On October 28, the U of S and Sask Polytech announced mandatory vaccinations for all students, staff and faculty, removing the alternative of twice weekly testing which had been in place since the start of the school year. The Justice Centre will also commence legal action against the U of S for refusing unvaccinated students. 

On November 26, Global News reported a 19-year-old student was hospitalized briefly with breathing problems after receiving the Johnson and Johnson vaccine. The student’s mother, Michelle Marciniuk, publicly called for the university to reconsider its policy.

The U of S’ policy includes exemptions on medical and religious grounds in accordance with the Saskatchewan Human Rights Code. But according to the Justice Centre, the university usually rejects exemption requests or does not respond to them for several weeks. Besides this, the university has made itself the arbiter of faith considerations for religious exemptions. Medical exemptions have become a difficult document for patients to receive in Canada, due to regulatory pressure on physicians not to provide them based on their medical judgement except in very rare circumstances.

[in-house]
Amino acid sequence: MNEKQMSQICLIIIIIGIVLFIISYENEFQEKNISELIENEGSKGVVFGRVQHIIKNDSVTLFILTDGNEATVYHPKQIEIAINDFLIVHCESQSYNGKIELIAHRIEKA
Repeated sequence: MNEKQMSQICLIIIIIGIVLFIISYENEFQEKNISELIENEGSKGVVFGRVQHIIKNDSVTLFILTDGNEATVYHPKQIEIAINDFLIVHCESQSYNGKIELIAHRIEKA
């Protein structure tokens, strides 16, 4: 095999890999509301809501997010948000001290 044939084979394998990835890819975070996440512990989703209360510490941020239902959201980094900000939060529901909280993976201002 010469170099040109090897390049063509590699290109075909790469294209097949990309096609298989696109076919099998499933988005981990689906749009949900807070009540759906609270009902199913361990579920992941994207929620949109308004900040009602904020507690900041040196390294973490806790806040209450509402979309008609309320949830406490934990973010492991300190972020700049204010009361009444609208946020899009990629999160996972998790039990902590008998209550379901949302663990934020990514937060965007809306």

The U of S crowns itself for academic freedom, diversity, equality, human dignity and a healthy work and learning environment, yet it has harshly terminated faculty for speaking on the hallmark principle of informed consent for Covid-19 vaccination of children,” stated Andre Memauri, a U of S alum.